When Bernie Sanders talks about healthcare being a "right", is he talking nonsense? If you consider any other right in the Bill of Rights (eg right to bear arms), it's about freedom from government interference. It's something I can hold against the government. But what Sanders wants seems to be the opposite of that. To pay for a healthcare system, you need to tax people. So, basically, a so-called right to healthcare really means an obligation on the government to interfere with my money. This so-called right would limit my freedom instead of protecting it!
Florida legislators will soon introduce a bill legalizing open carry for firearms. If the advance information is correct, it will be legal to carry even in government buildings where we conduct the public's business. Can't one argue that a person who is obviously armed may well intimidate others who hold positions different from him/her? Put another way, those who carry carry an advantage in an arena where everyone, in theory, aspires to a level playing field. Should the aforementioned corruption of the political process be part of the conversation?
Say I smoke marijuana not just because I find it pleasurable but because it is a form of counterculture expression. That is, smoking marijuana is a political act. I think that some in the 60s might have subscribed to that notion. I insist that weed is speech (and why not since money and flag burning seem to be), and the government cannot deny me exercise of that right. How do we square the general right of expression with problematic individual cases like the one above? Surely my exercise will get me arrested in many jurisdictions.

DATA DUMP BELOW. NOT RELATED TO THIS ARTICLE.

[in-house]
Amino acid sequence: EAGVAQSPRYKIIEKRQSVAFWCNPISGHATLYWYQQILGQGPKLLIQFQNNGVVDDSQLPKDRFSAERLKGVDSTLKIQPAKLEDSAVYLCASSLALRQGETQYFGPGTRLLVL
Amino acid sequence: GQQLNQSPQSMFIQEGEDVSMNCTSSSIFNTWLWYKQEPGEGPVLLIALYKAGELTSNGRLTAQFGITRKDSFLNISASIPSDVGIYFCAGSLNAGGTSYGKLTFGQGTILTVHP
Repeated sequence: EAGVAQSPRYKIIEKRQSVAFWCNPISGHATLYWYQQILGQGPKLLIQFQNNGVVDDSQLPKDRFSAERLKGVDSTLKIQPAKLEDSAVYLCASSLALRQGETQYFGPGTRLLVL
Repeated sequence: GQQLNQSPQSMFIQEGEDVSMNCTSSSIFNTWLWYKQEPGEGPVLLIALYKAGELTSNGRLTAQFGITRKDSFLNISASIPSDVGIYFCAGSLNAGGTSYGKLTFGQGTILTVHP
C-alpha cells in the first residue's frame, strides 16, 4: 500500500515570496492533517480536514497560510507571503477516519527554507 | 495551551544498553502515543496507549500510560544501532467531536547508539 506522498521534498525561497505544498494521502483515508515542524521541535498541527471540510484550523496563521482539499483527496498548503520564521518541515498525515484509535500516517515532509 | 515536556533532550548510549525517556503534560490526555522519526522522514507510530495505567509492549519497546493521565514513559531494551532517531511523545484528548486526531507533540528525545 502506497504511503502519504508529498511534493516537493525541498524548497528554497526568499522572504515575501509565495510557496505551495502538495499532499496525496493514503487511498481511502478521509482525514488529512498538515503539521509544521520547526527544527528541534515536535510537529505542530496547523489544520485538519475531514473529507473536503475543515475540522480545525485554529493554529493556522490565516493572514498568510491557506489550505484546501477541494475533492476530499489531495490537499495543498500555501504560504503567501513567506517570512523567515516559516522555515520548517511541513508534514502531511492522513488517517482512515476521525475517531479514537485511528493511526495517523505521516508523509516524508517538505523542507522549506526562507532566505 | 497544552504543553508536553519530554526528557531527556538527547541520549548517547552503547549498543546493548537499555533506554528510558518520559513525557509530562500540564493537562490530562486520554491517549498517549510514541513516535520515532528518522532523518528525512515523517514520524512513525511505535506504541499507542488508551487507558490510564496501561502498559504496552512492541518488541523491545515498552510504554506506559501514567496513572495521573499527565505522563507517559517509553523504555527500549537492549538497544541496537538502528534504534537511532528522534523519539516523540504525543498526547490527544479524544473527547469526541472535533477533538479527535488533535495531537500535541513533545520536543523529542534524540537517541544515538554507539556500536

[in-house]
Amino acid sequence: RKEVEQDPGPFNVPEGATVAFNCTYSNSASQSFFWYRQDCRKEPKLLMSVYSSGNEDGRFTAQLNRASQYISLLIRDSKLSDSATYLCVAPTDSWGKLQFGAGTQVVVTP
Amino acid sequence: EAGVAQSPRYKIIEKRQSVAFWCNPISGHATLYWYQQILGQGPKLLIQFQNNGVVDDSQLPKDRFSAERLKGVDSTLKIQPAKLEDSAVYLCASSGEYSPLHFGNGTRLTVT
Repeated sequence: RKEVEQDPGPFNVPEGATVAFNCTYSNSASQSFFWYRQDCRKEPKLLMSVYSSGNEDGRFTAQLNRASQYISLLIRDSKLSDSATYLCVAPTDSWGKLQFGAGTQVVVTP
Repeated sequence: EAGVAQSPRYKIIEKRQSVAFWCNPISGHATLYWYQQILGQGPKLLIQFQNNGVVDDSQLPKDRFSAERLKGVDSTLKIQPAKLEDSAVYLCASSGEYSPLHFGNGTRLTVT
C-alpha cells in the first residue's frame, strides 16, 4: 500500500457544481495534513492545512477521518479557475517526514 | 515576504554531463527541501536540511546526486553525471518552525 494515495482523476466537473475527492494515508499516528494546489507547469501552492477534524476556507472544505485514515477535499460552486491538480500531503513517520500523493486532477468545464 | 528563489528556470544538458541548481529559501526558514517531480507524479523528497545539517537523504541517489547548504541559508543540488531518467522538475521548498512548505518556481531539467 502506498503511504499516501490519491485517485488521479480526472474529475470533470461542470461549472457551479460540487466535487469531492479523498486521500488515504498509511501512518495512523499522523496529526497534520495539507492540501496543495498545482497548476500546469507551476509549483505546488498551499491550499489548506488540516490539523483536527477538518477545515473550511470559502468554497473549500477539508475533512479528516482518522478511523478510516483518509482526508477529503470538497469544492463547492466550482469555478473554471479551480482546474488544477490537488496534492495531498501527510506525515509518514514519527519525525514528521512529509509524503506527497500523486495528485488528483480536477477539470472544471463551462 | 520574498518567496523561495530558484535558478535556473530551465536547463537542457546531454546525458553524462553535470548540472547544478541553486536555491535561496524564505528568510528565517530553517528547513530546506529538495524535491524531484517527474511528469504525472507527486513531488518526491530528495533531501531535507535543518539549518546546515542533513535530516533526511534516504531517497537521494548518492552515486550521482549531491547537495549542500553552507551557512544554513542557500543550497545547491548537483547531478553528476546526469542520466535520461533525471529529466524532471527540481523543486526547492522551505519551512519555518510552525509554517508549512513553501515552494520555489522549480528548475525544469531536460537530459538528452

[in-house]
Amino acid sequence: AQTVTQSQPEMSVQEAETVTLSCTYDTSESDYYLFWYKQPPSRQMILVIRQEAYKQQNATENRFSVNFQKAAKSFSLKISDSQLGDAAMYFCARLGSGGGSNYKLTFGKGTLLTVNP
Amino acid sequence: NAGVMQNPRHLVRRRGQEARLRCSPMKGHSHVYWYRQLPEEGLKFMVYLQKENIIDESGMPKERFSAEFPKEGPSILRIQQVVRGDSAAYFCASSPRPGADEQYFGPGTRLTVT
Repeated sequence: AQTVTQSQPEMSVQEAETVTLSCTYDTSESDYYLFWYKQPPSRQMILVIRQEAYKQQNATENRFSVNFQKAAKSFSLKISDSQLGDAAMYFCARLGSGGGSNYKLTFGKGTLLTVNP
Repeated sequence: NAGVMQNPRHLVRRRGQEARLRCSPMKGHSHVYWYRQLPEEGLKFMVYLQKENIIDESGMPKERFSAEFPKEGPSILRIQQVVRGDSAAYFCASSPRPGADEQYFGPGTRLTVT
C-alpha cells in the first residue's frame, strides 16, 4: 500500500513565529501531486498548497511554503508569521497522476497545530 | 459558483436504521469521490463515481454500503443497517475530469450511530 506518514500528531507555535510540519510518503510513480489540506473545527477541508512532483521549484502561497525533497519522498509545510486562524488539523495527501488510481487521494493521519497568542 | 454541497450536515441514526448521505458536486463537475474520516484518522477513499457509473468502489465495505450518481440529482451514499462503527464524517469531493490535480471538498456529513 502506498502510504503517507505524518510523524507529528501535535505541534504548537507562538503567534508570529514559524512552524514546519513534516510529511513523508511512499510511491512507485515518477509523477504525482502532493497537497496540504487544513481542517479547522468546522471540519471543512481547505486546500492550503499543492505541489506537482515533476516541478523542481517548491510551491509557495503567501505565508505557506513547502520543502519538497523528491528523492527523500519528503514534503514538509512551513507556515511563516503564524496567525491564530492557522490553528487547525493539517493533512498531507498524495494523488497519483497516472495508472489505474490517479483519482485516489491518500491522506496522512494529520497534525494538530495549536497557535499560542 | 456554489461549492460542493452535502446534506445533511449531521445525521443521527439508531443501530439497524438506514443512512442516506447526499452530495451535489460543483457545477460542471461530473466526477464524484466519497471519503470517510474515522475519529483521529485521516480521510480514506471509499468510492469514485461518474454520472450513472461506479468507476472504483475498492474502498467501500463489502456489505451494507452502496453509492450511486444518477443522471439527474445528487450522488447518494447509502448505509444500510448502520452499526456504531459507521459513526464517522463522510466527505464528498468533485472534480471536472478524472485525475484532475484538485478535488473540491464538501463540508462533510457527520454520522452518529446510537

The Universal Declaration of Human Rights makes sweeping pronouncements about rights to housing, education, etc. Who is obliged, however, to see that such rights are positively protected or practiced--the universe? The UN has no institutional standing to require me to house the homeless. Isn't my role not to interfere with people seeking housing, just as I honor another' right to free speech by doing nothing to stifle her expression? The Declaration seems like it should be recast as a desired state document that serves as a guide for government policy and law. Do philosophers find the Declaration sound?